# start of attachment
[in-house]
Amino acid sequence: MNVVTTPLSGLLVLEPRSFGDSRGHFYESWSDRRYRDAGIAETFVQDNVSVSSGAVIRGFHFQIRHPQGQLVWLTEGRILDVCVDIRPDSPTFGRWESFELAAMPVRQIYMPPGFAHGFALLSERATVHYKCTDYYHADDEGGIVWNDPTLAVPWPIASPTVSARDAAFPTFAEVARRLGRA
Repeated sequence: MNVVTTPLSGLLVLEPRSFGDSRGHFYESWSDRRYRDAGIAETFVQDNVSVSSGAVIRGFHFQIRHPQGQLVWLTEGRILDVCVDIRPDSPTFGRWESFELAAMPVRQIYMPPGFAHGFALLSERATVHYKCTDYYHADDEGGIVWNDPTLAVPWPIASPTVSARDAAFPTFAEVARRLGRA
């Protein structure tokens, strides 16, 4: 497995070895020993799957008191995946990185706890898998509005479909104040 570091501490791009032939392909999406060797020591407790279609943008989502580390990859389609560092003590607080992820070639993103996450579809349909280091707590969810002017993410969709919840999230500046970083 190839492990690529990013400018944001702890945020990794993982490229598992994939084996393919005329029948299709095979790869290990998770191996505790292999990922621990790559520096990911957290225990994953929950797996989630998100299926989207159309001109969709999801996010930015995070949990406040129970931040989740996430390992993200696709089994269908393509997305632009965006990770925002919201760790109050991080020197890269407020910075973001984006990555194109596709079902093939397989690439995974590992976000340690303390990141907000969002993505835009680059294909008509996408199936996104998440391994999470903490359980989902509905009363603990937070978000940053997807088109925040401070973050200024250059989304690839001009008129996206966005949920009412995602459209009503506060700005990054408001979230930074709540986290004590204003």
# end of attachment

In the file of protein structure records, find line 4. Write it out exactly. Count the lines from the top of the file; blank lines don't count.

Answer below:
């Protein structure tokens, strides 16, 4: 497995070895020993799957008191995946990185706890898998509005479909104040 570091501490791009032939392909999406060797020591407790279609943008989502580390990859389609560092003590607080992820070639993103996450579809349909280091707590969810002017993410969709919840999230500046970083 190839492990690529990013400018944001702890945020990794993982490229598992994939084996393919005329029948299709095979790869290990998770191996505790292999990922621990790559520096990911957290225990994953929950797996989630998100299926989207159309001109969709999801996010930015995070949990406040129970931040989740996430390992993200696709089994269908393509997305632009965006990770925002919201760790109050991080020197890269407020910075973001984006990555194109596709079902093939397989690439995974590992976000340690303390990141907000969002993505835009680059294909008509996408199936996104998440391994999470903490359980989902509905009363603990937070978000940053997807088109925040401070973050200024250059989304690839001009008129996206966005949920009412995602459209009503506060700005990054408001979230930074709540986290004590204003």